Salmond edges debate but no game changer


  By G.A.Ponsonby
The long awaited head-to-head finally arrived last night when Alex Salmond and Alistair Darling took part in STV’s referendum debate.
It wasn’t the debate longed for by Yes supporters who have long argued that David Cameron should face his opposite number, but Darling was ready and willing to stand in for the Tory Prime Minister and so here we were.

These debates can be stale and uninspiring, and the introductions were as expected, with Salmond highlighting the indecency of Foodbanks and Trident.  Darling fell back on his ‘Best of Both Worlds’ slogan, no fewer than three times.

Bernard Ponsonby posed the questions in the opening quarter and it was Darling who buckled first when asked what two additional powers would be guaranteed in the event of a No vote.  The Labour MP struggled and stammered when asked as the audience hooted.

The First Minister faced an onslaught when Mr Darling homed in on the question of a currency union – “What is your Plan B?” he repeatedly asked his opponent.  However Salmond had prepared, and reminded the Labour MP of his own words when Mr Darling had called a currency union between the rest of the UK and an independent Scotland “logical and desireable”.

No supporters in the audience heckled and booed the First Minister, but Salmond was unshakable and refused to step into the ‘Plan B’ bear trap.

However that early momentum was lost when the First Minister, inexplicably, tried to turn some ridiculous scares from the No campaign into an attack.  Aliens and Right Hand driving?  The tactic was poor and Darling regained his lost momentum.

In the second half Mr Salmond excelled in the questions from the audience, walking out from behind his podium to answer questions.  Mr Darling remained static behind his, as did his answers.  The Better Together head played it sensible and did not deviate from his campaign’s tactic of hammering home the threats of independence – boundaries and borders.

Salmond edged the second part of the debate, which saw pensions, tuition fees and the economy raised.  Darling used the well worn claims over the banking crisis and the safety of being part of something bigger.

Salmond just edged the whole debate, but not by much.  The advisor who suggested Salmond go with the question on aliens and driving on the right may well have denied the Yes campaign a much more significant morale boost.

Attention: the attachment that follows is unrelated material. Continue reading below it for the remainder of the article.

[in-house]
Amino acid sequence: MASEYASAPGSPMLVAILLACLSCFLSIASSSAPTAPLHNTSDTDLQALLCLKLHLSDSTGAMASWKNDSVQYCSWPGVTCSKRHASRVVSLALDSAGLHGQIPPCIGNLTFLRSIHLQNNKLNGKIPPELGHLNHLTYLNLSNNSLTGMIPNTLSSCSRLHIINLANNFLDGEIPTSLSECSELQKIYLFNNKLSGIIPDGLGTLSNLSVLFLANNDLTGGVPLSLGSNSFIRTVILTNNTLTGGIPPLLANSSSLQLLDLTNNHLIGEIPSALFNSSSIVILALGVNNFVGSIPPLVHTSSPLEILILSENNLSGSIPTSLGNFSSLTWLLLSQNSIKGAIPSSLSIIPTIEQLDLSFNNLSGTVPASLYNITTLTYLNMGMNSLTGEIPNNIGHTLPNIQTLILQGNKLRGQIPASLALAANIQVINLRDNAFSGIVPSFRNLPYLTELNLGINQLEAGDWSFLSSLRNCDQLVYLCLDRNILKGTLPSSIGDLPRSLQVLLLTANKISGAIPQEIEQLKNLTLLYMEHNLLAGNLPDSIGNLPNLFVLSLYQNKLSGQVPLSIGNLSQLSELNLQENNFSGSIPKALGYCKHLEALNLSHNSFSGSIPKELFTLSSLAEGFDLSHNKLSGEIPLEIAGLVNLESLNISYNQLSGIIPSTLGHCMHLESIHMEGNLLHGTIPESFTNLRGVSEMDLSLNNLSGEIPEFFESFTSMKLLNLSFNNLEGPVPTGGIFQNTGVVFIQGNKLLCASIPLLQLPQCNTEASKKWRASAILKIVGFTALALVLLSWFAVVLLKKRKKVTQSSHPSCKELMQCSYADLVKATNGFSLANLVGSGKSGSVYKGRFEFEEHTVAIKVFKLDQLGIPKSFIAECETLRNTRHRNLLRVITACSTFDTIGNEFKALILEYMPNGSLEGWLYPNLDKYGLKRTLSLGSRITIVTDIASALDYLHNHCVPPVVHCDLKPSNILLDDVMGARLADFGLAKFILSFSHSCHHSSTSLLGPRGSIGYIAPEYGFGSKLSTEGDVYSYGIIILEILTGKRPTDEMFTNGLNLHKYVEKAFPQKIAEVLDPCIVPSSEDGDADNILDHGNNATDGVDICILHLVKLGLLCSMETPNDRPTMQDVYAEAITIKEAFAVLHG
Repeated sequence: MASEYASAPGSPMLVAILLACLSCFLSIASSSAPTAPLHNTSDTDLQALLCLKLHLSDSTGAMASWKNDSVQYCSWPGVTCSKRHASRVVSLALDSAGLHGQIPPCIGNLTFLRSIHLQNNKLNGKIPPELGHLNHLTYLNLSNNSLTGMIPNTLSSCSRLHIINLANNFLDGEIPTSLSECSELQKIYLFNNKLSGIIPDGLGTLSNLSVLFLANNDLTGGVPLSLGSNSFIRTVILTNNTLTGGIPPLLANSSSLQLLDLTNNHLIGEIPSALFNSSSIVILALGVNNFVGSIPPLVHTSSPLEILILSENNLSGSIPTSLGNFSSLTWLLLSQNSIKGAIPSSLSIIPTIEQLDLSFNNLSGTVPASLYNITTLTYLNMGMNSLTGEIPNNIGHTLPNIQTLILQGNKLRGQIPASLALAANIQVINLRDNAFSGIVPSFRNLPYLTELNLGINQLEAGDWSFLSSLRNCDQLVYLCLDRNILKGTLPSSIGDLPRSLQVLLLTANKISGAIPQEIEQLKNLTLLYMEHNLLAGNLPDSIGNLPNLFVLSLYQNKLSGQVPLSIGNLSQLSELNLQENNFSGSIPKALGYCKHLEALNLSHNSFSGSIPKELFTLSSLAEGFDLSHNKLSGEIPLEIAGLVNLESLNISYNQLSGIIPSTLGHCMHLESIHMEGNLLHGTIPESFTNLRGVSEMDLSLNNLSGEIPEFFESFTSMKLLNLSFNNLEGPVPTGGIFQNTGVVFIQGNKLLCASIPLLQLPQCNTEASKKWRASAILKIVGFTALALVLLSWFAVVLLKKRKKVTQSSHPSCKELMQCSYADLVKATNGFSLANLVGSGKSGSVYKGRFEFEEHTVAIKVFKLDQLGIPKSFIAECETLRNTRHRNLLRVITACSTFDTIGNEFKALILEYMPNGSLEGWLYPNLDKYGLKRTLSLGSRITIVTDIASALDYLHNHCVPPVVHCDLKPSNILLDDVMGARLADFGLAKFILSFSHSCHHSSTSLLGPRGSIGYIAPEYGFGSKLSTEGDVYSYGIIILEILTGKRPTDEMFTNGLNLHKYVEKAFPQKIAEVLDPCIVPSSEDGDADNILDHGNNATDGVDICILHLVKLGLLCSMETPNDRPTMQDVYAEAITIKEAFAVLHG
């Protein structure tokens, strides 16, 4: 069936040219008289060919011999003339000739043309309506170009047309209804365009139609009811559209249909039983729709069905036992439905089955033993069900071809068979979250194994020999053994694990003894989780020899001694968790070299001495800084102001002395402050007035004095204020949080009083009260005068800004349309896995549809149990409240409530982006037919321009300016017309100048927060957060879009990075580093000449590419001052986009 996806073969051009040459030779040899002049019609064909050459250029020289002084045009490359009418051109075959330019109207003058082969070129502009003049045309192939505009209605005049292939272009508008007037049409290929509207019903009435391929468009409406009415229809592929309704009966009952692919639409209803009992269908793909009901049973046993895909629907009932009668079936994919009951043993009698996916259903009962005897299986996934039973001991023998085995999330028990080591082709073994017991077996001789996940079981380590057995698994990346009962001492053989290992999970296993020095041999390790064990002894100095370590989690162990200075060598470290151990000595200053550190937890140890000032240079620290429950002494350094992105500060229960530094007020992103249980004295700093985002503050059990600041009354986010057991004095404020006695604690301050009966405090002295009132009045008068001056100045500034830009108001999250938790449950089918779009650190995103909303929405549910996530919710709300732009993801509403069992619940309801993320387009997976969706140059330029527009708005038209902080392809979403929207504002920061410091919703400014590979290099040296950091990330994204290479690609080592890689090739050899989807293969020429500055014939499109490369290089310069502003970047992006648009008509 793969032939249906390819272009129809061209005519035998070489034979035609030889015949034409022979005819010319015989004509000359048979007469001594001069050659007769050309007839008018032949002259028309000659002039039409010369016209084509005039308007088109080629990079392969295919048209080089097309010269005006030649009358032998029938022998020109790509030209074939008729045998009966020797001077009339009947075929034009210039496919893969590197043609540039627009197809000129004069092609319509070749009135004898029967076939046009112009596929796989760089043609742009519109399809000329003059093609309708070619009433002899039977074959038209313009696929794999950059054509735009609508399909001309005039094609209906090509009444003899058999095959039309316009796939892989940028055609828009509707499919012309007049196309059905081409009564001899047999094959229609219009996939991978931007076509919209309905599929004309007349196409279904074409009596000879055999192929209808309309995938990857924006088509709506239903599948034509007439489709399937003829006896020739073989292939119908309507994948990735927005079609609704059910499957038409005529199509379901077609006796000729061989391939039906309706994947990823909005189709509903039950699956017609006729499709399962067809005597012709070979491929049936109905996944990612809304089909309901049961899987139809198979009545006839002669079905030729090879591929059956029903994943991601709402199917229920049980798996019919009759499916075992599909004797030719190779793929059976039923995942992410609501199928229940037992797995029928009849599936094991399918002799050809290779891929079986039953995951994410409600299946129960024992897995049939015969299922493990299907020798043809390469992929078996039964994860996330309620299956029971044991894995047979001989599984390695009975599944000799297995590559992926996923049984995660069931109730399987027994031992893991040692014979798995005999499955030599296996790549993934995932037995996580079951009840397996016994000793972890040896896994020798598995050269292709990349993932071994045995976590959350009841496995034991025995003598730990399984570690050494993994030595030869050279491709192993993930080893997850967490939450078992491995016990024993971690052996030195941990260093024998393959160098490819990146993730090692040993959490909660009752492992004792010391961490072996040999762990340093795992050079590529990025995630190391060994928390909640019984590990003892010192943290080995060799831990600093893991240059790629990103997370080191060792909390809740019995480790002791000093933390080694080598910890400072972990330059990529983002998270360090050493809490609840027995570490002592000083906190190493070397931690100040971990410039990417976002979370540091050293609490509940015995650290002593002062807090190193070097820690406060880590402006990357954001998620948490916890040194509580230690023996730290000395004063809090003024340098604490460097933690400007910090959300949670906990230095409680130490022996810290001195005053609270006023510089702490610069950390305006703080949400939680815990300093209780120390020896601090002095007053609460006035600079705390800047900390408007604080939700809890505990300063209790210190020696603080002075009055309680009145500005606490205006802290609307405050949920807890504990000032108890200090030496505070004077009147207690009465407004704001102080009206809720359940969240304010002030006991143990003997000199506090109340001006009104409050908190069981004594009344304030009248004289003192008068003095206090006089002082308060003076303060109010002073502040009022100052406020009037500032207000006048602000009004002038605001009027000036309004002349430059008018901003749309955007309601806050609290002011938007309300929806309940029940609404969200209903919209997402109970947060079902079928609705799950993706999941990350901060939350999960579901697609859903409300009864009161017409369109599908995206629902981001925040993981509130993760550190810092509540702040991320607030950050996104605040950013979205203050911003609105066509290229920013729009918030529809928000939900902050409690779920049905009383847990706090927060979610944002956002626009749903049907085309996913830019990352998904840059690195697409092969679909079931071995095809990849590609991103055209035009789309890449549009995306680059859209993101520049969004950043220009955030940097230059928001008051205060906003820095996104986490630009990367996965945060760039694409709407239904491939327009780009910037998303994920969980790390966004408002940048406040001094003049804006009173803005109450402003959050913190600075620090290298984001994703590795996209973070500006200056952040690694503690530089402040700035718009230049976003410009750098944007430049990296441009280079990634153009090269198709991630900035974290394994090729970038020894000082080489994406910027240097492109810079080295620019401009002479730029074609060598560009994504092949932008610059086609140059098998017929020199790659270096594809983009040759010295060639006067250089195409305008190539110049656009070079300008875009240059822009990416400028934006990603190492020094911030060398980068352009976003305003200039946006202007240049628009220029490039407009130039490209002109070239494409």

Darling and Better Together will be pleased with their man’s performance.  Rattled in the early exchanges, the Labour MP recovered his composure and minimised the damage.

Few expected this to be a game changer and that’s how it panned out.  Yes can take further comfort in the poll revealed by STV prior to the debate which showed Yes up two points and No static.

In truth Yes know that they cannot win this referendum in the studios and newspapers.  This debate merely reinforced that view and underlined the importance of the activists who are knocking on doors and engaging with real people.

Edit 07:00: There was more good news for the Yes campaign when a poll cunducted by the Guardian newspaper showed that amongst who were undecided before the debate, Salmond won by 55 to 45.  The margin increased significantly when those who remained undecided after were asked – they gave it to the First Minister by a whopping 74 to 26.

Despite this, speaking on BBC Radio Scotland at 06:40 this morning, political correspondent David Porter when speaking specifically about undecideds, told listeners that the Guardian poll had made Darling the winner.  It was true that amongst all of those who took part in the poll, the Better Together head had emerged victor, but the undecideds very definitely did not give the debate to Darling.